Many viewed state Senate Bill 1070, Arizona’s infamous anti-immigrant “show your papers” law as an attempt to take Arpaio’s methods statewide. Signed into law in 2010 by then-governor Jan Brewer, SB 1070 would have permitted law enforcement to demand papers proving citizenship or the right to legal residence of anyone they suspected of being in the country illegally. The bill was produced by the far-right American Legislative Exchange Council (ALEC), and sponsored by former state senator Russell Pearce. The connections between Pearce, ALEC and the private prison industry, which would have earned millions by jailing undocumented Arizonans, were reported by NPR shortly after the bill’s passage.
Photo by Antonio Mendoza
After years of litigation, what was left of the unpopular law was recently defanged in a settlement between the state and the American Civil Liberties Union and other civil rights organizations. The reaction against SB 1070 provided the fulcrum on which the state’s political mood finally pivoted, according to U.S. Congressman Ruben Gallego, a Marine Corps veteran of the Iraq War and Harvard graduate, who entered the Arizona State House in 2011.
“SB 1070 kicked off a generational change in terms of Latino leaders,” he told me. “Even if we were going to punch and lose, we had to push back. We were so weak that we were being preyed upon. People did it just to keep their sanity. But being willing to fight was part of the victory.”
Gallego added: “There was a core group of probably 20 Latinos and Latinas and allies who decided they were going to fight back… Now they are working in 501(c)(4)s, the school boards, the statehouse. Arizona [had been] abandoned by national groups. Now that we’re competitive, people are starting to invest [politically] in Arizona.”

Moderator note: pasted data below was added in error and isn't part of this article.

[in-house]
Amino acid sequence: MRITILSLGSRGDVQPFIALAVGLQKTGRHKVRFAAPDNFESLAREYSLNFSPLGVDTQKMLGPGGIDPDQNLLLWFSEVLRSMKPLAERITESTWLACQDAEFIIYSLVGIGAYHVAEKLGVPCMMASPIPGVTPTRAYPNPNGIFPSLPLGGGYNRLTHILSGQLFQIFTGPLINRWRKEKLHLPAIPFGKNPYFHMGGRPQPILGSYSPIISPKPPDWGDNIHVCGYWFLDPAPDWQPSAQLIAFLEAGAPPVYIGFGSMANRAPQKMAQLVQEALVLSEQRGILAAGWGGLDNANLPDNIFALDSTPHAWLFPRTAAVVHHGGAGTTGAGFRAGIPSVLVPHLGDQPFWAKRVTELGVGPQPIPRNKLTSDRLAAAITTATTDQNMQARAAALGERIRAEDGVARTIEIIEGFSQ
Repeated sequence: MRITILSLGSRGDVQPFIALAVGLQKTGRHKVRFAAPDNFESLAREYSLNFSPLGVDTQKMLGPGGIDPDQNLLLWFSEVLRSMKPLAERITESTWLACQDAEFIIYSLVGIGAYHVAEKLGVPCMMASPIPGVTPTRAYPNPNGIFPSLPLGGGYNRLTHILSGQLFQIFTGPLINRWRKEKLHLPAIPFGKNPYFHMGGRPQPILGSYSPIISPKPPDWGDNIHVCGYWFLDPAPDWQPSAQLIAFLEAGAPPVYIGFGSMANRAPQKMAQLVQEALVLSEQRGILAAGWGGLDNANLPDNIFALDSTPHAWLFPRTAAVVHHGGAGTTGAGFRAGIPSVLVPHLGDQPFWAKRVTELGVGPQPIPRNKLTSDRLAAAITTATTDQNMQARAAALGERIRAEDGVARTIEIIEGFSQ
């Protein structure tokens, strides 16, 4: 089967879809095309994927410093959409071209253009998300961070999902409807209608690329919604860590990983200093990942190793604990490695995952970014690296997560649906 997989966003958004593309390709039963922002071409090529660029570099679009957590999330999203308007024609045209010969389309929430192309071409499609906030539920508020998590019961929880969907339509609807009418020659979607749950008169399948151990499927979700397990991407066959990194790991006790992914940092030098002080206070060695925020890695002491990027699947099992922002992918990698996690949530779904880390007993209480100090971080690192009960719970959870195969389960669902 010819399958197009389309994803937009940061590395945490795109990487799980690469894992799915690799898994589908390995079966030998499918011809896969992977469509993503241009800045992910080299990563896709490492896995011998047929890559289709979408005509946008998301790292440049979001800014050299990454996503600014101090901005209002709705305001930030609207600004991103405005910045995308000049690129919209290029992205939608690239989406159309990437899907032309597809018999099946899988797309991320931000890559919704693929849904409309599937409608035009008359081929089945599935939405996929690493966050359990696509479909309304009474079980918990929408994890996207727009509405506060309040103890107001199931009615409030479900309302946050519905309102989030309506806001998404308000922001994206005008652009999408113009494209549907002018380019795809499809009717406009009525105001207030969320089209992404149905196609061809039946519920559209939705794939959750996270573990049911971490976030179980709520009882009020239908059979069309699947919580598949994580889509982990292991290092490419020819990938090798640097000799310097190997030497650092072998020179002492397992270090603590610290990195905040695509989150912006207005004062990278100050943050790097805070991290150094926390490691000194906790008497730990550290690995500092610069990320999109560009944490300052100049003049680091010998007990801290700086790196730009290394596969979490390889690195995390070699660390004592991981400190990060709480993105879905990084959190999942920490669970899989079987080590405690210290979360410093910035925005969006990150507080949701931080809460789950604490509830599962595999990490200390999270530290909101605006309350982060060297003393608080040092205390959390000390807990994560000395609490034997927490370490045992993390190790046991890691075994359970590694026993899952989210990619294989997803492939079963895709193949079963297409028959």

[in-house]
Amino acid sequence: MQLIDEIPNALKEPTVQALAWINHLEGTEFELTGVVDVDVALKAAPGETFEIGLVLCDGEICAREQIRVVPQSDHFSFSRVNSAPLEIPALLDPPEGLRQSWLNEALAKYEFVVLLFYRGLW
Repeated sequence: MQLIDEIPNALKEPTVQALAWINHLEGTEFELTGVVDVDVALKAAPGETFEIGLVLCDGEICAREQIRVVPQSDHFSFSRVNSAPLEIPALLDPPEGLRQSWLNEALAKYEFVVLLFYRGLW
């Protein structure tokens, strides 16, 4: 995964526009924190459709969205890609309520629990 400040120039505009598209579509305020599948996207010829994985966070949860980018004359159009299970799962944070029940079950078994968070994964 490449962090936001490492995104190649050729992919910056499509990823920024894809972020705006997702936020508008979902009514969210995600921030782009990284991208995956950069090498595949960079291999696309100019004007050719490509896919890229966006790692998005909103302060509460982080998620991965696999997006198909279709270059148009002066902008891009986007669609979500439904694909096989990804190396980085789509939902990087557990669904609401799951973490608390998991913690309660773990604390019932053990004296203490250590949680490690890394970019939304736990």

I spent some hours in Phoenix with Sulkes, who explained labor’s role in local political activism, and introduced me to some key players. One Arizona, a coalition of 14 grassroots organizations, including CASE, has helped to register 150,000 new voters in this cycle—double its original target, and a substantial share of the approximately 2.3 million votes typically cast here in a presidential election. Student organizations, conservationists, churches and immigration reformers have joined labor in One Arizona to create an explosive increase in civic participation. Their template of five years’ efforts in developing collaborations between activist groups, identifying and securing joint funding, and establishing effective data analysis and leadership development ladders, is there ready and waiting to be exported to other states.
Sulkes is a New England transplant and the mom of two young girls. She is very fair, with pale blue eyes — a confidence-inspiring, quick-witted, fast-talking lady, whether in English or in her elegantly phrased, heavily accented Spanish.